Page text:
The transaction will be invalid and land reverts back to the owner. In turn, where there is change in the ownership effected by sale, grant or succession, these shall not in any way the rights of the bonafide occupants and the new owner is obliged to respect this right. The Board is meant to hold and allocate land in the district that is not owned by any person in authority. However, any contravention of this will make the given transaction void. This takes care of the outcry by the people in the North like Gulu where people were afraid that their land was to be distributed to investors since most of them live close to town and only go to their land to farm daily.

Under sec 92, it is prescribed that a person who attempts to evict, evicts or participates in the eviction of a lawful or bonafide occupant from registered land without an order of eviction, commits an offence and is liable to imprisonment not exceeding 7 years and court may further order the convict to pay compensation or damages or make an order of restitution in favor of the evictee. EFFECTS AND CONCLUSION. The amendments to the Act are a welcome interim measure that provides security for a ‘kibanja’ owner or tenant. However, the Act does not solve the paralysis in the land system of Buganda and other areas. A landlord still cannot use his land for as long as it is in use by tenants and more so where, it has been so for more than 12 years.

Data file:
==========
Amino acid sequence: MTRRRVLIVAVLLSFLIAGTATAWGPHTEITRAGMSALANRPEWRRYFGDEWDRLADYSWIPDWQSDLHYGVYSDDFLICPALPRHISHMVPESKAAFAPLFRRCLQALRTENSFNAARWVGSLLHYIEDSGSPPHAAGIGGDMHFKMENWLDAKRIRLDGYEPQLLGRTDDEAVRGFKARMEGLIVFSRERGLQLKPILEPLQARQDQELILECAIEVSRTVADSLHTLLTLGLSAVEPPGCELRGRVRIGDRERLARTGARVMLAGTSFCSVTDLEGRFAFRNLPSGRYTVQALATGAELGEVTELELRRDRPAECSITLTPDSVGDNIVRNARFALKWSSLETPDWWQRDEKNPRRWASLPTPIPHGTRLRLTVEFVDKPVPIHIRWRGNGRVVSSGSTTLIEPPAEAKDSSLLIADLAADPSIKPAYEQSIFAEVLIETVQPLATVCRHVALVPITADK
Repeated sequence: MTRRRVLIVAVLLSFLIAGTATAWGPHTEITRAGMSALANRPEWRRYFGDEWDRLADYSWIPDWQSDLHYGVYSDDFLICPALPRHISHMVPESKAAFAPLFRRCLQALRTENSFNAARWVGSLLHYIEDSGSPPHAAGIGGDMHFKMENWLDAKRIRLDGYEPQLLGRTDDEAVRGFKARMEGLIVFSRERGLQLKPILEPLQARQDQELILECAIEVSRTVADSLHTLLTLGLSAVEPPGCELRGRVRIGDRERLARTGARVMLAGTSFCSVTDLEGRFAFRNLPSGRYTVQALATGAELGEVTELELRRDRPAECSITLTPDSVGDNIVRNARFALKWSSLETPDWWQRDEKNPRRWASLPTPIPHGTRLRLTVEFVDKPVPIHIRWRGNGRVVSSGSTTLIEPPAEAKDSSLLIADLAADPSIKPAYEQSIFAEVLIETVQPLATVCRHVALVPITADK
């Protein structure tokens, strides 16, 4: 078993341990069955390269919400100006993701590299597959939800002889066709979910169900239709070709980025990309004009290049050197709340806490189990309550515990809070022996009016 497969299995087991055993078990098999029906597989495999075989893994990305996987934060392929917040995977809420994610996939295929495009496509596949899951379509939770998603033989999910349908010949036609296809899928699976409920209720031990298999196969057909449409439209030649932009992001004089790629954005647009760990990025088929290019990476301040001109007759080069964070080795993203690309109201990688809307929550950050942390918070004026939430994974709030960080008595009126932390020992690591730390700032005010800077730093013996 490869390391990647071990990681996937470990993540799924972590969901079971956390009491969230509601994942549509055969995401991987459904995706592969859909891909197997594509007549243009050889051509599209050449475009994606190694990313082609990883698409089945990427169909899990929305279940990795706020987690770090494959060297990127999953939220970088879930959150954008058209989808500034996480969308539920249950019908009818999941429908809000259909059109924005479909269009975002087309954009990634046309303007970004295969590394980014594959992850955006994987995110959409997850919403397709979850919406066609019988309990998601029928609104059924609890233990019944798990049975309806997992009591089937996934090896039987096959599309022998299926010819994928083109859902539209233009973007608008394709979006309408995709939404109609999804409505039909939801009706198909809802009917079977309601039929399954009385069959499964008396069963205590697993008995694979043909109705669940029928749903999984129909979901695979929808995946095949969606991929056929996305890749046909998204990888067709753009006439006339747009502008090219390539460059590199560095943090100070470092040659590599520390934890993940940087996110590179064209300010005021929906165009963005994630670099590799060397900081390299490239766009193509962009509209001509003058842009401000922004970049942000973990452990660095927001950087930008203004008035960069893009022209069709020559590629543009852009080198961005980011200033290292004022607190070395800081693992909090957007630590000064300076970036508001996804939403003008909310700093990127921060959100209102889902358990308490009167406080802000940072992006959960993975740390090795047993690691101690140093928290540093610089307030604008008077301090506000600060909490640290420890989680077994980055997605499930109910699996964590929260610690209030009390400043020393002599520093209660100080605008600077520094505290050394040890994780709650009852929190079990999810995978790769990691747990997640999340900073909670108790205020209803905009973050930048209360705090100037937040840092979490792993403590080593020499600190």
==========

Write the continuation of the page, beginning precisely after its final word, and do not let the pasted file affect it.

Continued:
The soft loan from Government to ‘kwegula’ could prove to be a solution for the able bibanja holders. President Museveni 2 pointed out that the Baganda, main propagators of the Mengo evictions, need to be as receptive as Prince John Barigye of Ankole was when he decided to give government his land for money and in turn, the wanainchi on the said land got their titles. This however may prove to be a deadly proposition especially with fanatics within the Central region and advocates of the Federal system who may incite violence over the supposed loss of land ownership to non tribesmen in the area. The Acholi and Lango for one also do feel like the Act is a government ploy to take their land and give it to investors.

2 ‘Presidents’s Statements’, UGANDA MEDIA CENTRE, 27th October 2010
Kingdoms in Uganda are adamant about the feasibility of the Bill but the President was hopeful that it would enhance the occupant’s rights and land ownership in the country, in addition to protecting people from forceful evictions. The severe punishments prescribed will certainly curb erratic behavior. We cannot predict the state of affairs between these two parties in the near future but it is hoped that the new law will serve to protect the public from the rampant forceful evictions and resulting personal injury. An eye should be kept on the fanatics like Mr. John Baptist Walusimbi, the Prime Minister of Buganda, the kingdom would not respect the new law and would continue to sensitize people about its negative impact.

Hunting for men